From DC, can either take the Amtrak Northeast Regional or the Amtrak Acela, which is the express train. If you book your trip early enough, you can get Super Saver tickets on the Northeast Regional from Washington Union Station to New York Penn Station round trip for $100! I take the Acela for work, and while the train is nicer and the trip is about 30 minutes shorter, for personal travel, I always take the Northeast Regional unless I have enough Amtrak points to cover my Acela. Unlike with the airlines, with Amtrak, it’s really easy to move your train schedule around—you just have to pay the difference of the actual ticket, but not a change fee—and if you miss your train, there’s always another one leaving within an hour.
The one thing I will flag about the train is that boarding in Washington is really civil—they post which track your train is at, usually about half an hour before departure, and then you get in an orderly line to board. At Penn Station, that is not the case at all. There’s a large waiting room where they post the train track, usually about five minutes before departure, and then there’s a mad dash to the escalators to take you down to your train. I find it to be so stressful, and I’m usually traveling alone—so if you have small kids or someone who needs extra time to board, I’d highly recommend getting the Amtrak Red Cap service, which is free, and they’ll take you to the train before general boarding.
A lot of people I know also swear by the bus between DC and NYC—I’ve never gone the bus route, so I can’t speak to that, but it’s definitely an affordable option and anything is better than driving into Manhattan!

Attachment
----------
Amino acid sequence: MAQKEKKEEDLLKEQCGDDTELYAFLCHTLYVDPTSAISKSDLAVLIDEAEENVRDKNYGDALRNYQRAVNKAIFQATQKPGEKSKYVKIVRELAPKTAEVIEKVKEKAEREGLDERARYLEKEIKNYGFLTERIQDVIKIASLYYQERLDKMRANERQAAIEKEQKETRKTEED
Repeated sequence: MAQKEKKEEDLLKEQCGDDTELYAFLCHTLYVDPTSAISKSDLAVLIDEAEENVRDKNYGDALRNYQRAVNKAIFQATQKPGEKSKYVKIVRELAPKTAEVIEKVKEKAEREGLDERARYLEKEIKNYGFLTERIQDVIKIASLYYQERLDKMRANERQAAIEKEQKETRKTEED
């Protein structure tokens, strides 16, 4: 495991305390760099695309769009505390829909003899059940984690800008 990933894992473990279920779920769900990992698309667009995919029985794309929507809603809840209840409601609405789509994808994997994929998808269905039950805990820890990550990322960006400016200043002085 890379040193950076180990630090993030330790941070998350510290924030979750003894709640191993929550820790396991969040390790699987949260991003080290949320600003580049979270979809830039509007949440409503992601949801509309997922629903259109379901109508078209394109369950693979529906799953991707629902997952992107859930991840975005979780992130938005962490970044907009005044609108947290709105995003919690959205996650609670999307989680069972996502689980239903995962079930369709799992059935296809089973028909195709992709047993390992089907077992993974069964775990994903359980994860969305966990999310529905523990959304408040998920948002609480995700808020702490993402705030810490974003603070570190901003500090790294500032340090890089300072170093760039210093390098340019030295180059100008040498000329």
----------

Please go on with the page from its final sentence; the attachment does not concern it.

WHERE TO STAY /
Manhattan is a large city, and I’d recommend staying close to the main things you want to do so you can easily walk places and cut down on the number of cabs you’ll need to take. I also personally would recommend avoiding Midtown—while it is close to Times Square and certainly attracts a lot of tourists, there’s not much authentically New York about Midtown since you’ll just be nearby a sea of office buildings and chain stores and restaurants. Without knowing your exact itinerary, three hotels I stay at often and love are:
- W in Union Square—the summer I lived in NYC, I lived in Union Square, so I am a little bit biased, but it is a great neighborhood. Union Square is located just south of the Flatiron District and offers lots of shops and restaurants. It’s also pretty central to most points in Manhattan and its Subway Station is on the N, Q, R, 4, 5, 6, and the L, which offers great connectivity to the rest of the city.